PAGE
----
(Adds CFO, analyst comments)
By Cameron French
TORONTO May 1 Manulife Financial Corp said on
Thursday its first-quarter profit surged more than 50 percent as
a stronger investment performance and higher wealth management
fees more than offset weaker insurance sales.
Manulife, Canada's biggest life insurer, said net income
attributed to shareholders was C$818 million ($745.36 million),
or 42 Canadian cents per share, compared with C$540 million, or
28 Canadian cents a share, a year earlier.
Core profit, which excludes one-time items and
market-related gains and losses, rose to 37 Canadian cents a
share from 32 Canadian cents. Analysts' average estimate was 39
Canadian cents a share, according to Thomson Reuters I/B/E/S.
"It was pretty much an in-line quarter," said Peter
Routledge, an analyst at National Bank Financial.
"We like their momentum in wealth management, particularly
in North America (and) they have just very, very high capital.
And we think that will persist," he said.
Insurance sales in the quarter fell 15 percent to C$537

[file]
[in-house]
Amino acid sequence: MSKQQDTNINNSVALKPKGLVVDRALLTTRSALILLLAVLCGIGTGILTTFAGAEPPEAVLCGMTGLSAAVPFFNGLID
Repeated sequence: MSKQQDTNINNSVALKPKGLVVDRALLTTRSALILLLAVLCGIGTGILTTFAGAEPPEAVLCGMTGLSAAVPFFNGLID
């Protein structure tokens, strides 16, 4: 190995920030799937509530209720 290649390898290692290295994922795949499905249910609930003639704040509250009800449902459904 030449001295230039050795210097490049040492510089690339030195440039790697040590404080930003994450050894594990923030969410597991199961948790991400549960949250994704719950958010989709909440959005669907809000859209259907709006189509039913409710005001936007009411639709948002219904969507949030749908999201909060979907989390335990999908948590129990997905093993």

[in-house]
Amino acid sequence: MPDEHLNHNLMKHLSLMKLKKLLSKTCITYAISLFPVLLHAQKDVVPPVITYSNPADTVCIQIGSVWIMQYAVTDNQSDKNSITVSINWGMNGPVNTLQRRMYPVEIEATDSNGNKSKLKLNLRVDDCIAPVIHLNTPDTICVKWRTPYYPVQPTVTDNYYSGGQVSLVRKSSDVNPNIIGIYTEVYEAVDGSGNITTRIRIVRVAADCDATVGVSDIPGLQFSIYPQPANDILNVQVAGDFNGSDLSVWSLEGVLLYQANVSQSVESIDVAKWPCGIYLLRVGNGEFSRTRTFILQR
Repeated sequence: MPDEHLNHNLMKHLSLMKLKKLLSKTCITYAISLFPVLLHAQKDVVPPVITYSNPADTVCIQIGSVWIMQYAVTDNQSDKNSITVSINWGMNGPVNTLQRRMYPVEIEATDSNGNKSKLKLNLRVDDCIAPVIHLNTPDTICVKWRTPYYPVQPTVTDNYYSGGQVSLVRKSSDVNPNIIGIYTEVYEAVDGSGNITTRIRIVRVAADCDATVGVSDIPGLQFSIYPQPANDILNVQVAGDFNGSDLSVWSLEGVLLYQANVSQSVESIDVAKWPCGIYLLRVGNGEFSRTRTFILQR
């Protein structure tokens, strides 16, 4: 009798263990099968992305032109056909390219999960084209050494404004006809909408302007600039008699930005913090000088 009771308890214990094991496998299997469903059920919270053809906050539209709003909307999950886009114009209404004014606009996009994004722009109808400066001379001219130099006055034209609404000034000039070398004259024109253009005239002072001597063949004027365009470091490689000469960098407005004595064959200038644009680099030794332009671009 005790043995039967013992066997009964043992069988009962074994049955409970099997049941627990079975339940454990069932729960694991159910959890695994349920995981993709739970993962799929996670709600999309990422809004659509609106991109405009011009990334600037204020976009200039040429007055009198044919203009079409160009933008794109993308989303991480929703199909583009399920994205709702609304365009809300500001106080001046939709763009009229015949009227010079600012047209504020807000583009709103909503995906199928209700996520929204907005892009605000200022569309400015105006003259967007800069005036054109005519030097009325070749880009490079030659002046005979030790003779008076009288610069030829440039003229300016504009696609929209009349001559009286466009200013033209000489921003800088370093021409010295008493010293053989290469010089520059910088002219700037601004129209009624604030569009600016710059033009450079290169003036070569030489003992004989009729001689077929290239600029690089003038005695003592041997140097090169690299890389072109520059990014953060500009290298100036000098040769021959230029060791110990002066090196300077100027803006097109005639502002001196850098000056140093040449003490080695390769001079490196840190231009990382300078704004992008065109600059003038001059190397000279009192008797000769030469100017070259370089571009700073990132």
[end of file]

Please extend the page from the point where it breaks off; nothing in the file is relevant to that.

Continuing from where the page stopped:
million. Wealth sales climbed 5 percent to C$13.8 billion,
Manulife said, with gains in Canada and the United States well
exceeding declines in Asia.
Besides its Canadian operations, Manulife owns U.S. insurer
John Hancock and is growing in Asia, where it has a presence in
about a dozen countries.
The company has spent the last few years reducing its
exposure in financial markets after taking billions in losses
during the financial crisis.
It has also been slowly shifting its business away from life
insurance and toward wealth management, which has lower capital
requirements, predictable fee-based income and the promise of
more clients as baby boomers approach retirement and
increasingly need money management.
While Canada and the United States are the main drivers of
the company's profit, Manulife has targeted Asia as a key growth
area, and continues to eye acquisition opportunities on the
continent, including potential bancassurance deals, said Steve
Roder, the company's chief financial officer.
"We continue to be particularly interested in opportunities
where we can do deals quietly without some big grandiose auction
process. And if you look at our history, the best deals we've
done have been where we've done some quiet bilateral deal," he
said in an interview.
Investment-related profit, excluding amounts included in
core earnings, was C$225 million, up from C$97 million a year
Manulife stock, which fell more than 75 percent between 2007
and 2012, rebounded 55 percent last year. The shares, which have
fallen slightly so far this year, were up 0.8 percent at C$20.74
($1 = 1.0975 Canadian dollars)
(Editing by Lisa Von Ahn and Bernadette Baum)